Clin Mol Hepatol > Volume 29(2); 2023 > Article
Waller, Saihi, Li, Brindley, De Jong, Syn, Bessant, and Alazawi: Single-cell phenotypes of peripheral blood immune cells in early and late stages of non-alcoholic fatty liver disease

ABSTRACT

Background/Aims

Immune and inflammatory cells respond to multiple pathological hits in the development of nonalcoholic steatohepatitis (NASH) and fibrosis. Relatively little is known about how their type and function change through the non-alcoholic fatty liver disease (NAFLD) spectrum. Here we used multi-dimensional mass cytometry and a tailored bioinformatic approach to study circulating immune cells sampled from healthy individuals and people with NAFLD.

Methods

Cytometry by time of flight using 36 metal-conjugated antibodies was applied to peripheral blood mononuclear cells (PBMCs) from biopsy-proven NASH fibrosis (late disease), steatosis (early disease), and healthy patients. Supervised and unsupervised analyses were used, findings confirmed, and mechanisms assessed using independent healthy and disease PBMC samples.

Results

Of 36 PBMC clusters, 21 changed between controls and disease samples. Significant differences were observed between diseases stages with changes in T cells and myeloid cells throughout disease and B cell changes in late stages. Semi-supervised gating and re-clustering showed that disease stages were associated with fewer monocytes with active signalling and more inactive NK cells; B and T cells bearing activation markers were reduced in late stages, while B cells bearing co-stimulatory molecules were increased. Functionally, disease states were associated with fewer activated mucosal-associated invariant T cells and reduced toll-like receptor-mediated cytokine production in late disease.

Conclusions

A range of innate and adaptive immune changes begin early in NAFLD, and disease stages are associated with a functionally less active phenotype compared to controls. Further study of the immune response in NAFLD spectrum may give insight into mechanisms of disease with potential clinical application.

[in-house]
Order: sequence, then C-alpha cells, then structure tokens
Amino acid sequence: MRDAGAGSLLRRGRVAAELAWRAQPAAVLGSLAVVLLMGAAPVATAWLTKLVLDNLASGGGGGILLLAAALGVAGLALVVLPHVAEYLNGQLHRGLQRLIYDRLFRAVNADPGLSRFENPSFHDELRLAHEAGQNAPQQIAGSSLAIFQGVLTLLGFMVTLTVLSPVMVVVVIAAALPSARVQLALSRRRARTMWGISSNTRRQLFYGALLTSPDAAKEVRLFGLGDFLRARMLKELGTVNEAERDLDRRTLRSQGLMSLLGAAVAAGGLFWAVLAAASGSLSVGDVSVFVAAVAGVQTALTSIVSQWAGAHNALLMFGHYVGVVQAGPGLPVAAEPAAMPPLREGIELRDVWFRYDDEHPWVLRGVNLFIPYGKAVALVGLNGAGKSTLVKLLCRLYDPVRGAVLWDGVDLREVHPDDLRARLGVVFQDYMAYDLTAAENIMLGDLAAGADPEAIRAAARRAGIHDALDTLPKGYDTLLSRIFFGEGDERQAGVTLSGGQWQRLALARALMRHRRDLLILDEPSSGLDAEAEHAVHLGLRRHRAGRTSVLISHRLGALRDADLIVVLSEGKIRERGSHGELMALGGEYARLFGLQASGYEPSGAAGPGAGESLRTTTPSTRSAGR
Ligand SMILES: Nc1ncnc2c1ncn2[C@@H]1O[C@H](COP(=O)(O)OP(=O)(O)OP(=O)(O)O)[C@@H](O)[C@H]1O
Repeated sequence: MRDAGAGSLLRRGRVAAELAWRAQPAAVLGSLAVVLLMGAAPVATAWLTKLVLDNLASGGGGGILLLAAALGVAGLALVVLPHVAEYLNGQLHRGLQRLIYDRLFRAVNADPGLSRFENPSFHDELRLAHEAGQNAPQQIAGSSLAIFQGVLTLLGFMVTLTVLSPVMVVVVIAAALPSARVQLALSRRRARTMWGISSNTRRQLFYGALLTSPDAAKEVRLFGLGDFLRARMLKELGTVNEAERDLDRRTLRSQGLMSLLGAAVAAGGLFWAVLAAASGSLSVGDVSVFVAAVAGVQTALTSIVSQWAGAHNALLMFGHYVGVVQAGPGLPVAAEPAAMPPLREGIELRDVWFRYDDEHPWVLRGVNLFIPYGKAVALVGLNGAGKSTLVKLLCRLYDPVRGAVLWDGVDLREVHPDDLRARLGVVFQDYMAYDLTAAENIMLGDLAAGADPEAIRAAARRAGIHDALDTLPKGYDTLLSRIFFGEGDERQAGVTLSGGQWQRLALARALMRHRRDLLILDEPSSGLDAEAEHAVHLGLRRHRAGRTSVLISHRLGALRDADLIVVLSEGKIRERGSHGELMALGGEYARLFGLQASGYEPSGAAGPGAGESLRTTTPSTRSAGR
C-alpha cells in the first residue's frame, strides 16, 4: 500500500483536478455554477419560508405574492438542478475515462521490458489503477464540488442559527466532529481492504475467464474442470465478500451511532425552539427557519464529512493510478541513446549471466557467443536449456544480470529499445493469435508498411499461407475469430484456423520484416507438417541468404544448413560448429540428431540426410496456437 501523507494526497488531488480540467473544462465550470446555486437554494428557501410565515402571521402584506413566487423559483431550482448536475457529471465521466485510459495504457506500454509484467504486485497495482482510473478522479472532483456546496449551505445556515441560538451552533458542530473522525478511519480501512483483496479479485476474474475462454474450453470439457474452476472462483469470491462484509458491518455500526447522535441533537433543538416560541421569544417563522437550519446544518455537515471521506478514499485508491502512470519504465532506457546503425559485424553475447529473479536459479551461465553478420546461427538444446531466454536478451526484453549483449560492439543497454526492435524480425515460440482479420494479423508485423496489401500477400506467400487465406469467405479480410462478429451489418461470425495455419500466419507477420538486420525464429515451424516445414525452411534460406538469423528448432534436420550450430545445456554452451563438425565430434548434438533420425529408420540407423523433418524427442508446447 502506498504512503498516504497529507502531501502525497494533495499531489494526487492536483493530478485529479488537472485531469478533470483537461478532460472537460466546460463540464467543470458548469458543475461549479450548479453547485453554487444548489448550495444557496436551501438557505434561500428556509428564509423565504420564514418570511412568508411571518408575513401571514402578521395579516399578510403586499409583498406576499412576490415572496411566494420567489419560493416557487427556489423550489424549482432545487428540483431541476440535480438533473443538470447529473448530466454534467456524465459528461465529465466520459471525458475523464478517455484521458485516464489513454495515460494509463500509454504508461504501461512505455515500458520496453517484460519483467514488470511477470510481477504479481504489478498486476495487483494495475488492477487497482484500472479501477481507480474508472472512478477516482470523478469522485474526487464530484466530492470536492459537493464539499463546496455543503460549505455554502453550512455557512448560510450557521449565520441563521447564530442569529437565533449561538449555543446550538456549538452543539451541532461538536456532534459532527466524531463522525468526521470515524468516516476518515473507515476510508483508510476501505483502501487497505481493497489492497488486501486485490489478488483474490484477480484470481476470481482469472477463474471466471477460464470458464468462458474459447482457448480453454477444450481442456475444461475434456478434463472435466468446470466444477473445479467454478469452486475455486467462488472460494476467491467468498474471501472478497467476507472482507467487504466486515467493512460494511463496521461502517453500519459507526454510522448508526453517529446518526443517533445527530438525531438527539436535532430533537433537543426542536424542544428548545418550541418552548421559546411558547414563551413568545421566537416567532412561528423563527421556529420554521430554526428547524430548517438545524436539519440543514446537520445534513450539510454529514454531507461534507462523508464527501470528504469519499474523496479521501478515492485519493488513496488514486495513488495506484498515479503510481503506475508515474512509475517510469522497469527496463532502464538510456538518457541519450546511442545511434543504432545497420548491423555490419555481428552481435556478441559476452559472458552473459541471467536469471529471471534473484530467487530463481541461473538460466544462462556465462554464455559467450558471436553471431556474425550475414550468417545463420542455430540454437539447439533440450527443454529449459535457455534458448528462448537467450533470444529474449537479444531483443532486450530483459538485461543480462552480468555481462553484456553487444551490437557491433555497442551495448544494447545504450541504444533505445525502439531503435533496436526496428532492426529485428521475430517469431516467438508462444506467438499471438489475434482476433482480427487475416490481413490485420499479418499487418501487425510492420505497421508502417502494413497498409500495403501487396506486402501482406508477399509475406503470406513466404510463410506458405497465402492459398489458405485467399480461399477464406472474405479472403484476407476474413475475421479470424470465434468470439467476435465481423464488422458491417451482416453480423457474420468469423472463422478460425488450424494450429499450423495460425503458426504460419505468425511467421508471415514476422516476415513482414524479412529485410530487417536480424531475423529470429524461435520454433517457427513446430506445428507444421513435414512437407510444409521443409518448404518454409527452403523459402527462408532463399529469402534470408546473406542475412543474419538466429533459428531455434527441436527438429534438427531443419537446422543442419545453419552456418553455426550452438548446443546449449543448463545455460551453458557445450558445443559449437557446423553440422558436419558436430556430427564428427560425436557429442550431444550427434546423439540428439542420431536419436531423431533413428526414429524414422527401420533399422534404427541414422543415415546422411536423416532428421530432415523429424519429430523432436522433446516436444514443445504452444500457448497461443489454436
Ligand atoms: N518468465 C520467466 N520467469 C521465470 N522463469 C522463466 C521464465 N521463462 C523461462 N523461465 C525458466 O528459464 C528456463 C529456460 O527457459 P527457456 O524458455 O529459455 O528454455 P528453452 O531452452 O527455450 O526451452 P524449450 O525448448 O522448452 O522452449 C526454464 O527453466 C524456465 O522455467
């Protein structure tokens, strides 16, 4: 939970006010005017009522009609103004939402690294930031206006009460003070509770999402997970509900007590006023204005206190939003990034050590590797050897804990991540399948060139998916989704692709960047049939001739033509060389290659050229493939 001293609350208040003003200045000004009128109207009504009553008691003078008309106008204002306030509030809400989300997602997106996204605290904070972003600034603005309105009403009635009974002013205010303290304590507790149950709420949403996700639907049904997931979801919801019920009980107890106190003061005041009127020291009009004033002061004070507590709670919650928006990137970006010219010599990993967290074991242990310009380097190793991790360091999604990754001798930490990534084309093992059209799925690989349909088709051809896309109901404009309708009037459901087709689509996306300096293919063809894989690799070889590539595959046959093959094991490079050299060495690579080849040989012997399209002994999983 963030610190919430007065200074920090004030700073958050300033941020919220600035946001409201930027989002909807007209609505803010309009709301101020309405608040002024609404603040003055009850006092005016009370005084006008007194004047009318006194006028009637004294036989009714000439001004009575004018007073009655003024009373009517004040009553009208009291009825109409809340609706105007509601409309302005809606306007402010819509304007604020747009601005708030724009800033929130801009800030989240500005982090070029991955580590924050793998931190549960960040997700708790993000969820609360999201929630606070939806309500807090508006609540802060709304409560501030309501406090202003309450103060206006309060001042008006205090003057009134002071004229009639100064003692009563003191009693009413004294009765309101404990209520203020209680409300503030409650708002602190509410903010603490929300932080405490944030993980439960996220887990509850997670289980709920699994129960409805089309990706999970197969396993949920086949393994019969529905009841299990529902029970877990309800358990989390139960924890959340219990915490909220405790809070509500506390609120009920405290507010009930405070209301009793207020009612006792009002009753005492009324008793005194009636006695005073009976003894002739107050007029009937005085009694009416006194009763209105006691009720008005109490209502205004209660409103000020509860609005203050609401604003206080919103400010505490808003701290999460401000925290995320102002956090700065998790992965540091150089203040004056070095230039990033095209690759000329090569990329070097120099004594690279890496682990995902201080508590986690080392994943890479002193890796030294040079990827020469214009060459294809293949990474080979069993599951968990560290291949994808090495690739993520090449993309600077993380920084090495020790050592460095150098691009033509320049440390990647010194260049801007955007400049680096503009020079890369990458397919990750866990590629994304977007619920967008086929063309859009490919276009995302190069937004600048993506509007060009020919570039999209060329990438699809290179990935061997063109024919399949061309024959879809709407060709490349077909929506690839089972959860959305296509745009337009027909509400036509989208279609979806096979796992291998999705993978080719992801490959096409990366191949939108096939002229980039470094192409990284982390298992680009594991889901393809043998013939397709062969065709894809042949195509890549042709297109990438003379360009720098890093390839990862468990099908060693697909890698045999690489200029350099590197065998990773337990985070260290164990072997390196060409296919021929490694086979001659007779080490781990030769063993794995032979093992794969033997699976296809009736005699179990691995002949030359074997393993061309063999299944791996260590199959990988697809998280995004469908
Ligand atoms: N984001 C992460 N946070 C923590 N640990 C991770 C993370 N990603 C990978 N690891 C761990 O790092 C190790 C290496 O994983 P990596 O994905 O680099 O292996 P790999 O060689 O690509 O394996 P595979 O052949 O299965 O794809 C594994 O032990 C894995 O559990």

Graphical Abstract

INTRODUCTION

Non-alcoholic fatty liver disease (NAFLD) is the most common cause of chronic liver disease worldwide. NAFLD affects approximately 25% of the Western population [1] and represents a spectrum of liver disease, including steatosis, non-alcoholic steatohepatitis (NASH), which can lead to fibrosis, and in some patients, cirrhosis, liver failure, and liver cancer [2,3]. Currently, NASH can only be distinguished from steatosis using liver biopsy, to grade and stage histological features of liver injury, inflammation, and fibrosis. Immune and inflammatory cell infiltration, together with hepatocyte injury, are the pathological hallmarks of non-alcoholic steatohepatitis (NASH). However, little is known about the composition and functional status of circulating immune and inflammatory cells in patients with NASH, particularly in the pre-cirrhotic stages. This is despite the fact that peripheral blood can be readily sampled and may give diagnostic and therapeutic insights into disease—two areas in which clinical progress is limited by our understanding of the mechanisms that drive NASH [4,5].
Current dogma is that a background of metabolic co-morbidity, genetic, dietary, and environmental factors predispose to multiple pathogenic hits that determine progression through the NAFLD spectrum. These hits include lipid-mediated hepatocyte injury through oxidative stress, effects of obesogenic diets on intestinal epithelial function and the microbiome which together activate damage-signalling pathways, and innate inflammatory responses [6]. Lipid accumulation is believed to trigger oxidative stress in hepatocytes, generating damage associated molecular patterns that are sensed by the toll-like receptor (TLR) family. TLRs also detect gut-derived pathogen associated molecular patterns,such as lipoteichoic acid, lipopolysaccharide, and flagellin (ligands for TLRs 2, 4, and 5, respectively). TLR binding activates intracellular transcription factors including ERK, MAP kinases, and nuclear factor kappa B (NF-κB) and, indirectly, JAK-STAT proteins. Together, these release cytokines and chemokines drive inflammatory and fibrogenic processes and further compound metabolic dysfunction.
To date, a limited number of studies have shown that peripheral blood pro-inflammatory Th1 cells are increased in patients with NASH [3,4]; a phenotype also observed in people with obesity, who additionally have increased Th17 cells and reduced Th2 and regulatory T cells [7-9]. Natural killer (NK) cells sampled from patients with NASH express higher levels of activation markers NKG2D, CD25, and CD69, and can produce higher levels of inflammatory cytokinesin response to ex vivo stimulation compared to controls [10]. Phenotypic shifts in monocytes have been described in people with NAFLD compared to controls, such as increase in intermediate and non-classical subsets and expression of cell surface TLRs, CD169, and CCR4 [5,11-13]. Fibrosis risk is increased in patients with hepatic steatosis and detectable autoantibodies or raised serum immunoglobulins [14], but the role of B cells that produce these antibodies has yet to be explored. Thus, emerging data indicate that lipid-related inflammation in the liver has the potential to activate immune responses, and we hypothesise that this leads to changes in immune cell phenotype and function.